OMB reins in wireless
- By Judi Hasson
- Sep 09, 2002
The Office of Management and Budget intends to reduce the federal government's $1.5 billion investment in wireless telecommunications by forcing agencies to consolidate redundant projects.
OMB does not want to terminate projects, but instead work with agencies to restructure and combine them where possible, said Mark Forman, OMB's associate director of information technology and e-government.
Forman singled out the Wireless Public Safety Interoperable Communications program, or Project SafeCom, which is designed to ensure that federal, state and local safety personnel can communicate during emergencies. Project SafeCom is one of 24 e-government initiatives promoted by OMB.
A second project under review is the Public Safety Wireless Network, a joint program between the Treasury and Justice departments to replace aging land mobile radio systems used by 70,000 law enforcement agencies, among other goals.
Federal officials began restructuring the projects in May, Forman said. "It continues to evolve as we learn what works," he said last week at the Interagency Resources Management Conference in Hershey, Pa. "Most of the evolution is dealing with state and local governments."
Ronald Miller, chief information officer at the Federal Emergency Management Agency who is to detail to the Office of Homeland Security, said he agreed with Forman's plans.
"It is imperative to develop interoperability for public safety officials," Miller said, instead of spending billions on individual wireless processes.
Wireless communication has become a major issue after the Sept. 11 terrorist attacks, and federal, state and local governments are struggling to create an integrated approach for first responders.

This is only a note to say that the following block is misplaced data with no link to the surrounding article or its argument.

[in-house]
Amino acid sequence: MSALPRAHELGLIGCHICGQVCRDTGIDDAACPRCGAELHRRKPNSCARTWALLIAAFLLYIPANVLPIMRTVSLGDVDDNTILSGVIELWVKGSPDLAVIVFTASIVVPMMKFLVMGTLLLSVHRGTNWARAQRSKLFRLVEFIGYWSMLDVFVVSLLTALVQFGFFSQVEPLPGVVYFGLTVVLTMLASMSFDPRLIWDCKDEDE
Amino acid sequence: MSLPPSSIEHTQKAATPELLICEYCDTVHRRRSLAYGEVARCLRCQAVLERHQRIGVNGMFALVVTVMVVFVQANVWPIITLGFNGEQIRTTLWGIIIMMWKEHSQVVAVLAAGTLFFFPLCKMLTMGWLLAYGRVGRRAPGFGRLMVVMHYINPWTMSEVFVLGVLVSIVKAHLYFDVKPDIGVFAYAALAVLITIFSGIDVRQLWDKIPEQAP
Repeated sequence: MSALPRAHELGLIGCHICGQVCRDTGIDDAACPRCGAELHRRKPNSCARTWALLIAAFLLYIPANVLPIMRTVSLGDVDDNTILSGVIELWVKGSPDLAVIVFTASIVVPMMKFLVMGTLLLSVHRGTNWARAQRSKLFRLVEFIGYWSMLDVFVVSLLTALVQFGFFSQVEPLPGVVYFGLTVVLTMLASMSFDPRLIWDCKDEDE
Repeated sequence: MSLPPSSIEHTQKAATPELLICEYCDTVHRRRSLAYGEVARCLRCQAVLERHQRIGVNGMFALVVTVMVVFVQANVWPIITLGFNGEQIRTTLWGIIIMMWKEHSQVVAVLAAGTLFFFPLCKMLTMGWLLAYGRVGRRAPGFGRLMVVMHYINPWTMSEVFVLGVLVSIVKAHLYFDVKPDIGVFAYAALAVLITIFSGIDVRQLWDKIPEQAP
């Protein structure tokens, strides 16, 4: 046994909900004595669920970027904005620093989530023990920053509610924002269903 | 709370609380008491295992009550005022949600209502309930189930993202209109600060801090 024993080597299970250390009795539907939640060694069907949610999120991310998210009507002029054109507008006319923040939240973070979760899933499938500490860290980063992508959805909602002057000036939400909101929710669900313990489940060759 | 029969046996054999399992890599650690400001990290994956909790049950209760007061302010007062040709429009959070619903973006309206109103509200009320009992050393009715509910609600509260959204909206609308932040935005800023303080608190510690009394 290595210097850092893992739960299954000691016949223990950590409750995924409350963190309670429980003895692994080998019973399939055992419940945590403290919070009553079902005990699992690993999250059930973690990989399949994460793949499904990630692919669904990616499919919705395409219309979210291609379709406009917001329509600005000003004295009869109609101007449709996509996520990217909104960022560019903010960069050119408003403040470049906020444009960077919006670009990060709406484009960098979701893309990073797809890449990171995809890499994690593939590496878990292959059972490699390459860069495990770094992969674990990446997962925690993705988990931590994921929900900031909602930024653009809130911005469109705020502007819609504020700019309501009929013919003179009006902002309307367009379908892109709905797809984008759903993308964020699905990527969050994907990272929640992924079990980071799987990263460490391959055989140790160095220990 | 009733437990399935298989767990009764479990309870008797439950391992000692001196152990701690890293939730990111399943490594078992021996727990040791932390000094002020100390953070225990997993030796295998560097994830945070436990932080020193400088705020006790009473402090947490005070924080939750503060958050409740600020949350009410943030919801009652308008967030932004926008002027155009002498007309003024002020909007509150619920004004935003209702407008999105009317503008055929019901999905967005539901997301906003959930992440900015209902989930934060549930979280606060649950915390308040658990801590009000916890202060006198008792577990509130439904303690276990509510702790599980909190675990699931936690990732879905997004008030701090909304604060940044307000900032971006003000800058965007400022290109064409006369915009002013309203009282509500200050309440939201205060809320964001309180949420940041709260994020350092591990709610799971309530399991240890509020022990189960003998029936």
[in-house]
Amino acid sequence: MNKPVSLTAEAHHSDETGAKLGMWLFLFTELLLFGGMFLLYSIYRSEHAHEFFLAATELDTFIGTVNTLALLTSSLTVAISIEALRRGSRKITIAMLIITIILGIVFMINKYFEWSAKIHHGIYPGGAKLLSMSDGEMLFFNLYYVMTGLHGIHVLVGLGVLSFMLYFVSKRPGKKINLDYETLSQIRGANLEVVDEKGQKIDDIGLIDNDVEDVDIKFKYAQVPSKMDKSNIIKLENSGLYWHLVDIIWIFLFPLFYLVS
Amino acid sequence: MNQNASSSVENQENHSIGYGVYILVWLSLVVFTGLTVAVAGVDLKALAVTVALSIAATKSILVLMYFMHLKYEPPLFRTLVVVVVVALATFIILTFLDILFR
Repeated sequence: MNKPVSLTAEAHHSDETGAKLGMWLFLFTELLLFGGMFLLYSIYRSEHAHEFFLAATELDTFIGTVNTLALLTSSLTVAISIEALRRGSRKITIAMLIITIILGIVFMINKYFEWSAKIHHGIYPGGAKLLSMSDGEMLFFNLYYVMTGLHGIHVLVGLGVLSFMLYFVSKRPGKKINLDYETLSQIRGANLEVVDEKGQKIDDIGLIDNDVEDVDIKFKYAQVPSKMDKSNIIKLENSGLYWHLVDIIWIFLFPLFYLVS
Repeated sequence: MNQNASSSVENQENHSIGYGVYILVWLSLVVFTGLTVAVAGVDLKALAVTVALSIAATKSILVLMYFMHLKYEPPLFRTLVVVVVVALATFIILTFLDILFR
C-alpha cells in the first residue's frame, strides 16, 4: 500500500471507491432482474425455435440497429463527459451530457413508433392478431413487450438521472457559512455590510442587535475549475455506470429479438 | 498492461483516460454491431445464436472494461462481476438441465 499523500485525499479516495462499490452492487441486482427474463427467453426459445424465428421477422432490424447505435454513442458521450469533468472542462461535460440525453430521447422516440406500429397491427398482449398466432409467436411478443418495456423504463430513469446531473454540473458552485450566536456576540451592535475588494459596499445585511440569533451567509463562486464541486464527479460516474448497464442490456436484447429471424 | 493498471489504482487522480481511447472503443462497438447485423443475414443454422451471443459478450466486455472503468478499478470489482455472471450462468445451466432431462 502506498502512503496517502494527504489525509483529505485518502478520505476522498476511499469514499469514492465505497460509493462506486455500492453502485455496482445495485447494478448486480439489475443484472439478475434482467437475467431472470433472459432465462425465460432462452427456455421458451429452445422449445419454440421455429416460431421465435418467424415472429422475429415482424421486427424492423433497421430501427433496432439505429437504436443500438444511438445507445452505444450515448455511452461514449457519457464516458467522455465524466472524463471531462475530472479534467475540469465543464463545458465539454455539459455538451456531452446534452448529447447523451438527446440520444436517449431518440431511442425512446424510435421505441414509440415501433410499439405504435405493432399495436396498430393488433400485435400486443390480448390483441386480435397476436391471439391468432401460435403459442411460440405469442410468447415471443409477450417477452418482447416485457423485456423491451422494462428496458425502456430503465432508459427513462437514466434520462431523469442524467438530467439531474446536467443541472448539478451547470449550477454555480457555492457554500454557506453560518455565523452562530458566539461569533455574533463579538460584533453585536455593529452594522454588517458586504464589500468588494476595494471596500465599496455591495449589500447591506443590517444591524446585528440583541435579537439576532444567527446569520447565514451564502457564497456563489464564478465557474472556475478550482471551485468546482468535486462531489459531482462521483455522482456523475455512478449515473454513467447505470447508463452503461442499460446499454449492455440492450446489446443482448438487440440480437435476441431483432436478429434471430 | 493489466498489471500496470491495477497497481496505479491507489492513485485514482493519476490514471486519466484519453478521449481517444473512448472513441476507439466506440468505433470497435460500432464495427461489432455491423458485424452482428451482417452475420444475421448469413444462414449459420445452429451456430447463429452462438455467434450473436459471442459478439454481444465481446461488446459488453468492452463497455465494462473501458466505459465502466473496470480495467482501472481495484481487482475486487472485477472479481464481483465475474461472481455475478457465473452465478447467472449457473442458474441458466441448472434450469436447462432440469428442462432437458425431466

"There is an extraordinary amount of redundancy in wireless system networks at all levels of government," said Warren Suss, president of Suss Consulting Inc.
"There are also very serious issues related to interoperability," he said. "We see time and again that in emergency situations, whether it be [Sept. 11] or a natural disaster, that different systems run by different governmental entities...[can't] communicate with each other."
Suss said that although Forman has accurately pinpointed the problem, finding a solution may be extremely difficult and costly.
Nevertheless, Forman told the Hershey conference that e-government initiatives are progressing as government officials work toward a citizen- centric system. Among the ideas:
* Electronic form filing for the trucking industry, expected to be operational by December. It would enable truckers to file all regulatory forms to federal, state and local governments online.
* A similar project for the food industry, still in development.
* A project involving the State, Defense and Commerce departments to make it easier for exporters to file required documents online.
Forman said the urgency behind the government's homeland security initiative has only made e-government more essential. For the fiscal 2004 budget, Forman said he is not looking for a cap on IT spending, but "much smarter use of investments...[and] some consolidation in the back office."